Table of Neoplasms
The code D31.1 is included in the table of neoplasms by anatomical site. For each site there are six possible code numbers according to whether the neoplasm in question is malignant, benign, in situ, of uncertain behavior, or of unspecified nature. The description of the neoplasm will often indicate which of the six columns is appropriate.
Where such descriptors are not present, the remainder of the Index should be consulted where guidance is given to the appropriate column for each morphological (histological) variety listed. However, the guidance in the Index can be overridden if one of the descriptors mentioned above is present.
|»Neoplasm, neoplastic |
|»Neoplasm, neoplastic |
»limbus of cornea
Information for Patients
Also called: Benign neoplasms, Noncancerous tumors
Tumors are abnormal growths in your body. They can be either benign or malignant. Benign tumors aren't cancer. Malignant ones are. Benign tumors grow only in one place. They cannot spread or invade other parts of your body. Even so, they can be dangerous if they press on vital organs, such as your brain.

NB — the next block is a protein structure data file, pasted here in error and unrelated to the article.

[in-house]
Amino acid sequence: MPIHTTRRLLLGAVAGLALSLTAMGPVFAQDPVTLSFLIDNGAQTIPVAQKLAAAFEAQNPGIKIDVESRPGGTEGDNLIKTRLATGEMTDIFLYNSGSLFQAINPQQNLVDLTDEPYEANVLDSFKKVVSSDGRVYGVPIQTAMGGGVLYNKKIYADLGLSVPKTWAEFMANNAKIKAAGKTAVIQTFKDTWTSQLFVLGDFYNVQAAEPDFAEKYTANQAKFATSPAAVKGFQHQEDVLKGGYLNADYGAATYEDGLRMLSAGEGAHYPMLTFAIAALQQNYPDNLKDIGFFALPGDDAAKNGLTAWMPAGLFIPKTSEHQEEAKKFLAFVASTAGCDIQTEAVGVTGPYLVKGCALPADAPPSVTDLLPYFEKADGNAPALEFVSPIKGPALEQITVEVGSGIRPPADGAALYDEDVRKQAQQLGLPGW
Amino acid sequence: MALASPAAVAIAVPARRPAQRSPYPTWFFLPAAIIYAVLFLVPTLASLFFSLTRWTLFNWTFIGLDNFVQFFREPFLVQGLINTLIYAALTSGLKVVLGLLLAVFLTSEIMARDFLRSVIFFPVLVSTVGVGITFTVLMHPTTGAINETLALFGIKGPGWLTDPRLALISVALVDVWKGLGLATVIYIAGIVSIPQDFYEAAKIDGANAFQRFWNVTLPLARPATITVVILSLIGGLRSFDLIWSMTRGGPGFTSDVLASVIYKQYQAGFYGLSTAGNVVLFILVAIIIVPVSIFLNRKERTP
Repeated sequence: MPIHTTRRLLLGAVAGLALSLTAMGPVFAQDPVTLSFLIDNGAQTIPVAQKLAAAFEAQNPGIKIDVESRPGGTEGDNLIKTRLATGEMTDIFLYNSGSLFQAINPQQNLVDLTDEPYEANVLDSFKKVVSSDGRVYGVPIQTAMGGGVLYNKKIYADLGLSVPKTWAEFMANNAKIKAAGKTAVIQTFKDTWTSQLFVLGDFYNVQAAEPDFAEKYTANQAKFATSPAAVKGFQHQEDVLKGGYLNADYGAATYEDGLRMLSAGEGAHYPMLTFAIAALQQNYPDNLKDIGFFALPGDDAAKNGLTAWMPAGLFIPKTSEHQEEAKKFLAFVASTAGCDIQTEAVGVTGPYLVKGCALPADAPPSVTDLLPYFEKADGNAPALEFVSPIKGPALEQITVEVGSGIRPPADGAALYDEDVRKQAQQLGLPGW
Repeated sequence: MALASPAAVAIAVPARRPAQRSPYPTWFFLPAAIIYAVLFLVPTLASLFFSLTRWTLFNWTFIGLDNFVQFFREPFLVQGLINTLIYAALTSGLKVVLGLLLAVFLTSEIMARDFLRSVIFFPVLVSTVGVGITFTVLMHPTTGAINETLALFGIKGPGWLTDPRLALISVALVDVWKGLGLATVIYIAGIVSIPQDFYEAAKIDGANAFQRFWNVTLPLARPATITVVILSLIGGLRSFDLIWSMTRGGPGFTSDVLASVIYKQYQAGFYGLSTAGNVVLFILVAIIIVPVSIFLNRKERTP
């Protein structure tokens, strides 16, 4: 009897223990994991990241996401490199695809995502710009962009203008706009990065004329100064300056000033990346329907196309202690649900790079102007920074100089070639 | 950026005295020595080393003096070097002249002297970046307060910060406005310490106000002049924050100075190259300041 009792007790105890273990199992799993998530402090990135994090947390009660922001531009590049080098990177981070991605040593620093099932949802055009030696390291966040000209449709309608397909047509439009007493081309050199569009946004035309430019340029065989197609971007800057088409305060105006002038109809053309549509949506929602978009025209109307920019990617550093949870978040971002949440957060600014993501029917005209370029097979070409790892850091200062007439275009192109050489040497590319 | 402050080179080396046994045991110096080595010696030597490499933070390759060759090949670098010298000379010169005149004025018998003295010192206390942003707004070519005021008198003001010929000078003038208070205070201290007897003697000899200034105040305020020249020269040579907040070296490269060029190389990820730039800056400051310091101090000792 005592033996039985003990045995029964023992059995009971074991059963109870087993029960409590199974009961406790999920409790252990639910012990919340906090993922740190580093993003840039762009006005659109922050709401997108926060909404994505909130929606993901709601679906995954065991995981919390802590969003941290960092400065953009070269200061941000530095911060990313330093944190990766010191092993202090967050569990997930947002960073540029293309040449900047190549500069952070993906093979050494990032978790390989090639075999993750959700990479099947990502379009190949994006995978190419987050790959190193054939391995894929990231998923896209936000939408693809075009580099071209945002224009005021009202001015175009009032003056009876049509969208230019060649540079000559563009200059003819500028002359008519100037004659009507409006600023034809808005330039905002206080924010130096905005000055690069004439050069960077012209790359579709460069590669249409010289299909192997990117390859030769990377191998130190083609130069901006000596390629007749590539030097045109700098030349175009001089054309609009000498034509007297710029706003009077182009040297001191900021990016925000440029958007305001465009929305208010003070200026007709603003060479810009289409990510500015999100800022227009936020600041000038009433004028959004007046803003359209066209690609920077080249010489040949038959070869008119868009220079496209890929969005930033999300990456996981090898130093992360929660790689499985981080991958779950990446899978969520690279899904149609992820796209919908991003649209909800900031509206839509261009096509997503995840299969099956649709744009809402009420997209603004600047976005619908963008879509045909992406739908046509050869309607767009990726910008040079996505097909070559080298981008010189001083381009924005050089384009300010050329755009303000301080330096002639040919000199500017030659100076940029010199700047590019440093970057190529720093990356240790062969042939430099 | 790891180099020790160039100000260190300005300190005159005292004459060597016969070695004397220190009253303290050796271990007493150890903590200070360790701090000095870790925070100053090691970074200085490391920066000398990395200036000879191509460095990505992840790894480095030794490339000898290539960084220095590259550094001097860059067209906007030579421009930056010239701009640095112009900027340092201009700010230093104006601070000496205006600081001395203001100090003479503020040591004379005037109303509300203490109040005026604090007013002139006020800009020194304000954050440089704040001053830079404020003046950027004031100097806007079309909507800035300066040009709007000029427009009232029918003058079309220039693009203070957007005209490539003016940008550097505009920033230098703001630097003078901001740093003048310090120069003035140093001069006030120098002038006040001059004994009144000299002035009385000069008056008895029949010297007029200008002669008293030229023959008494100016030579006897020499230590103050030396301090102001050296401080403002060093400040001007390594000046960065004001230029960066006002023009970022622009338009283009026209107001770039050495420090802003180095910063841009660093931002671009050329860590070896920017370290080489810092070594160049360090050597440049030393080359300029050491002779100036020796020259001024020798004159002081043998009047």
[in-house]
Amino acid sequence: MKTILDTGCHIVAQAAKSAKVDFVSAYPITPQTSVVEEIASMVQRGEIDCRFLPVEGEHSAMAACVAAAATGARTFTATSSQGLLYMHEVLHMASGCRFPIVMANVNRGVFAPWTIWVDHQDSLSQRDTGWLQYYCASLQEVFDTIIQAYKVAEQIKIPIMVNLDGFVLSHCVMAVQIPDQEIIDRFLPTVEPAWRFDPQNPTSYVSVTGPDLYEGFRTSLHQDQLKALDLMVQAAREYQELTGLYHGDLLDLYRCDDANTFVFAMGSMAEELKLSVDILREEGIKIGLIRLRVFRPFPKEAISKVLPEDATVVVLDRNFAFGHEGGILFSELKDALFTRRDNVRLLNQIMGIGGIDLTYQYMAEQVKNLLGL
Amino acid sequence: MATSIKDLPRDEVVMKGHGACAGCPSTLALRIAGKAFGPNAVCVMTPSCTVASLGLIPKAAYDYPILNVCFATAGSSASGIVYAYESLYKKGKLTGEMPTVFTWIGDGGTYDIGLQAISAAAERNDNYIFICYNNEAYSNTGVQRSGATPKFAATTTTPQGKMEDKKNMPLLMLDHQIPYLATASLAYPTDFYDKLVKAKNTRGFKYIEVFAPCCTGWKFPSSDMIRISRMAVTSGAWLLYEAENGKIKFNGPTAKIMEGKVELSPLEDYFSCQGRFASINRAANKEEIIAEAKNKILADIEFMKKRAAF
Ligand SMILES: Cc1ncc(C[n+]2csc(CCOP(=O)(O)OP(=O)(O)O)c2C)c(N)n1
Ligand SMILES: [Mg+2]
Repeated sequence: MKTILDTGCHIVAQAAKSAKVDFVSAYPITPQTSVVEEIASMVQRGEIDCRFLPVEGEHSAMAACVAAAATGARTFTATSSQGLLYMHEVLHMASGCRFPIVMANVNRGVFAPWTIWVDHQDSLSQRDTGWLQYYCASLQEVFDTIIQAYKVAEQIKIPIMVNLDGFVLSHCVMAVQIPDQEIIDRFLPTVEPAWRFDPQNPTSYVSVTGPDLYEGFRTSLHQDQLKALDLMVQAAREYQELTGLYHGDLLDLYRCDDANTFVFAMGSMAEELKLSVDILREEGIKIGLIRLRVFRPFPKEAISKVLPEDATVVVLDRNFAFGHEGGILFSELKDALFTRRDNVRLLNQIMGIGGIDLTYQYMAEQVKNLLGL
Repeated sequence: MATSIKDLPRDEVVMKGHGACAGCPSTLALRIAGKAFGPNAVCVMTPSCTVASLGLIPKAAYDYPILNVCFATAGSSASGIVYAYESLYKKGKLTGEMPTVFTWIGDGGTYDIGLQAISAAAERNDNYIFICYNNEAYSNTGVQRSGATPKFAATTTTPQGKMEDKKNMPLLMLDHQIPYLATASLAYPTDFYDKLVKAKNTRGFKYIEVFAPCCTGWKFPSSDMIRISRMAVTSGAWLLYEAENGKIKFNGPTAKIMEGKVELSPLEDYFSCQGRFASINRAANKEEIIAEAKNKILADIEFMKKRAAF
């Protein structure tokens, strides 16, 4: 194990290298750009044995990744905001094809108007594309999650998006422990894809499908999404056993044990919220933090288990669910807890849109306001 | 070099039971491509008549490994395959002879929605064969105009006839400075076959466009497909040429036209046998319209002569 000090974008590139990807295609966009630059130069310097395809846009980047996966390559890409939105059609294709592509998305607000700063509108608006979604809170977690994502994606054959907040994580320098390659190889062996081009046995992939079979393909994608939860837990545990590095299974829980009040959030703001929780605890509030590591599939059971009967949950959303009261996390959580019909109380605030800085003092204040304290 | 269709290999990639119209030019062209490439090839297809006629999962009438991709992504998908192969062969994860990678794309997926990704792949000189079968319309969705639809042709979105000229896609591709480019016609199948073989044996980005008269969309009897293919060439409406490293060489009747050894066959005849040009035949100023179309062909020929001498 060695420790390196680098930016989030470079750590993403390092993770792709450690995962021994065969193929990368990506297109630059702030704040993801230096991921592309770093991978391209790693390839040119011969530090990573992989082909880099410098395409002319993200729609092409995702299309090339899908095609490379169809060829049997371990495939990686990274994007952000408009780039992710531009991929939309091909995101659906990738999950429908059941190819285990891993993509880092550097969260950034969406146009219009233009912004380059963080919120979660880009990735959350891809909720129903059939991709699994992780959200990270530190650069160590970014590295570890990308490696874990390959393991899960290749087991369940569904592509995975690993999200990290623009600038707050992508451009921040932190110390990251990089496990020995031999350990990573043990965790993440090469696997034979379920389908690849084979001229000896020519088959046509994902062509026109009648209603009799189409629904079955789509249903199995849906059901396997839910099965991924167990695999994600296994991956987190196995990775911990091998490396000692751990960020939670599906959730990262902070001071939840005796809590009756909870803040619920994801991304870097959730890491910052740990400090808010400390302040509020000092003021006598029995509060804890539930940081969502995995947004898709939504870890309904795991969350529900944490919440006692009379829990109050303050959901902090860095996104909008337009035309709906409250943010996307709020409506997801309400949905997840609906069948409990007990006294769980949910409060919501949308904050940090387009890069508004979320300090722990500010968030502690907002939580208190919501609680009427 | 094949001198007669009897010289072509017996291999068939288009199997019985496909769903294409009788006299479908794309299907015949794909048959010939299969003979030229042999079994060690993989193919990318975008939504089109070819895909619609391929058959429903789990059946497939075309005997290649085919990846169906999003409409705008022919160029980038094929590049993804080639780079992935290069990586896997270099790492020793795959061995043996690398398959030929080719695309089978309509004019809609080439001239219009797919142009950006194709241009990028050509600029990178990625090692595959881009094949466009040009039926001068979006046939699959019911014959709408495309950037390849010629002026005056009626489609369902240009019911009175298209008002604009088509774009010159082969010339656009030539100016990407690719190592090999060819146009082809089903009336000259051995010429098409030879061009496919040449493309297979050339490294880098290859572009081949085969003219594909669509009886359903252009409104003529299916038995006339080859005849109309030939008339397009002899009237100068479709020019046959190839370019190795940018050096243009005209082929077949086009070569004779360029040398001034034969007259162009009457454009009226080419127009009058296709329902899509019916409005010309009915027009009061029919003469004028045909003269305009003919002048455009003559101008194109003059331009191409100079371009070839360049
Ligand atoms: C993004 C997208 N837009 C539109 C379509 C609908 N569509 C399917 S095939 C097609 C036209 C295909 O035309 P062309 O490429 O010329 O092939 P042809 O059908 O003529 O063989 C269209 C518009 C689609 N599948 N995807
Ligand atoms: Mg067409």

Tumors are made up of extra cells. Normally, cells grow and divide to form new cells as your body needs them. When cells grow old, they die, and new cells take their place. Sometimes, this process goes wrong. New cells form when your body does not need them, and old cells do not die when they should. These extra cells can divide without stopping and may form tumor.
Treatment often involves surgery. Benign tumors usually don't grow back.
NIH: National Cancer Institute
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Your cornea is the outermost layer of your eye. It is clear and shaped like a dome. The cornea helps to shield the rest of the eye from germs, dust, and other harmful matter. It also helps your eye to focus. If you wear contact lenses, they float on top of your corneas.
Problems with the cornea include
- Refractive errors
- Dystrophies - conditions in which parts of the cornea lose clarity due to a buildup of cloudy material
Treatments of corneal disorders include medicines, corneal transplantation, and corneal laser surgery.
NIH: National Eye Institute
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